‘Eat the carrot, Fuzzy.’
The scruffy ball of fur gave a little cough as though clearing his throat. then he looked directly at Tyrone and in a clear voice said, ‘My name is NOT Fuzzy, it’s Cooper. I don’t like carrots and if you keep poking one in my face I may be forced to do something that you will regret!’
Tyrone fell off the bed with a scream.
Jinny has always dreamt of owning a beautiful, golden guinea pig. But the pet shop owner has a deal Jinny’s mum can’t resist, and now Jinny owns the scruffiest, messiest guinea pig ever. Still, at least she has a guinea pg. But Fuzzy has a secret. He can talk – and the first thing he makes clear is that his name isn’t Fuzzy. Jinny and her brother Tyrone decide to keep Cooper’s skills a secret, but it isn’t easy when cooper’s other skills – such as invisibility – become apparent. And Cooper doesn’t always do what he’s told.Still, Jinny soon finds that having Cooper around can be very helpful when trouble turns up.
In My Teacher’s Big Bad Secret, it is Cooper who realises Jinny’s seemingly kind old teacher, Miss Bunney is actually a witch, and in Revenge of the Stone Witch, Jinny and Cooper combine to figure out what is causing the strange goings on in their neighbourhood. Both books blend fantasy, humour and action for an entertaining blend perfectly suited for middle primary aged readers.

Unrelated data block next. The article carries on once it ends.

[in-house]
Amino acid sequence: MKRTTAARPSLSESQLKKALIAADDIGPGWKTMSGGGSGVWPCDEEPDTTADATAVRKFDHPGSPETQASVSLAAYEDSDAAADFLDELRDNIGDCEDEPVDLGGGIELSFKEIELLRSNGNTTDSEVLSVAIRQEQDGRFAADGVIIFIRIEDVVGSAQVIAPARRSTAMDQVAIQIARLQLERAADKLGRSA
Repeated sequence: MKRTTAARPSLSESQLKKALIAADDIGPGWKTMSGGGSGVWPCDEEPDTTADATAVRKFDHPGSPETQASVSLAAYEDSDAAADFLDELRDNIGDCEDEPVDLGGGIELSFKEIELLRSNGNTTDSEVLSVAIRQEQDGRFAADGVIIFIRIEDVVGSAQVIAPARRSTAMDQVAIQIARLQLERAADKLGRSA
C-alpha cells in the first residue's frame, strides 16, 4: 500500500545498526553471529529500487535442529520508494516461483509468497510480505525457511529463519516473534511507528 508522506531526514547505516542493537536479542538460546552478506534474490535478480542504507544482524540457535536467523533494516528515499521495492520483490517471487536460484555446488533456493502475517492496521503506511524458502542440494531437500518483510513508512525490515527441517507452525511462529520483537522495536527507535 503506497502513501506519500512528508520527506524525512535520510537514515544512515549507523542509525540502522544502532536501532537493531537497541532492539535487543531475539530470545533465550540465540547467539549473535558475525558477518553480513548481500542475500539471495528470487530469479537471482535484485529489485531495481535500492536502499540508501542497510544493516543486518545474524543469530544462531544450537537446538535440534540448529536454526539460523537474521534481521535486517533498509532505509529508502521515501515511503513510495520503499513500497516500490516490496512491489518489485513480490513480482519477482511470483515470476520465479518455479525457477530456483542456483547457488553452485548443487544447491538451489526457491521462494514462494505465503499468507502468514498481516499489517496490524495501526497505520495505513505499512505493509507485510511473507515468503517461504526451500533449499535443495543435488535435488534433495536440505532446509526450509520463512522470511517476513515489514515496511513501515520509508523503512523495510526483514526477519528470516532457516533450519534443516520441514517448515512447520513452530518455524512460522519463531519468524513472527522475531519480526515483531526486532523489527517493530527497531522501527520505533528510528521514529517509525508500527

The premise of a talking, magical guinea pig with connections to the fantastical world will leave readers eager for more adventures from Jinny and Cooper.
Jinny & Cooper: My Teacher’s Big Bad Secret
Jinny & Cooper: Revenge of the Stone Witch
both by Tania Ingram
Puffin Books, 2016
What would you do if you lost a pet?
Where would you go if you found one?
When Lachlan has to move from the family farm to a house in the city, the only consolation he can find is that his dog Bear is going to come with him. He loves Bear more than anything else in the world – and Bear loves him, too. But on the way to the city something terrible happens – Bear gets lost. He is devastated, and after searching for days he almost gives up hope. But miracles can happen, and when Lachlan starts at his new school there is someone there who just might have seen Bear.
‘Lost Dog Bear’ is the first of six wonderful animal stories in Rainbow Street Pets. Each is self contained but all are centred about animals lost or adopted from the Rainbow Street Animal Shelter, with the result that characters – animal and human – feature across several stories. There’s the tale of a brave cat that saves its elderly owner’s life, a stolen pony and even an orphaned lion cub.
Highly readable and lots of fun, Rainbow Street Pets is a boon for young animal lovers.
Rainbow Street Pets, by Wendy Orr
Allen & Unwin, 2012
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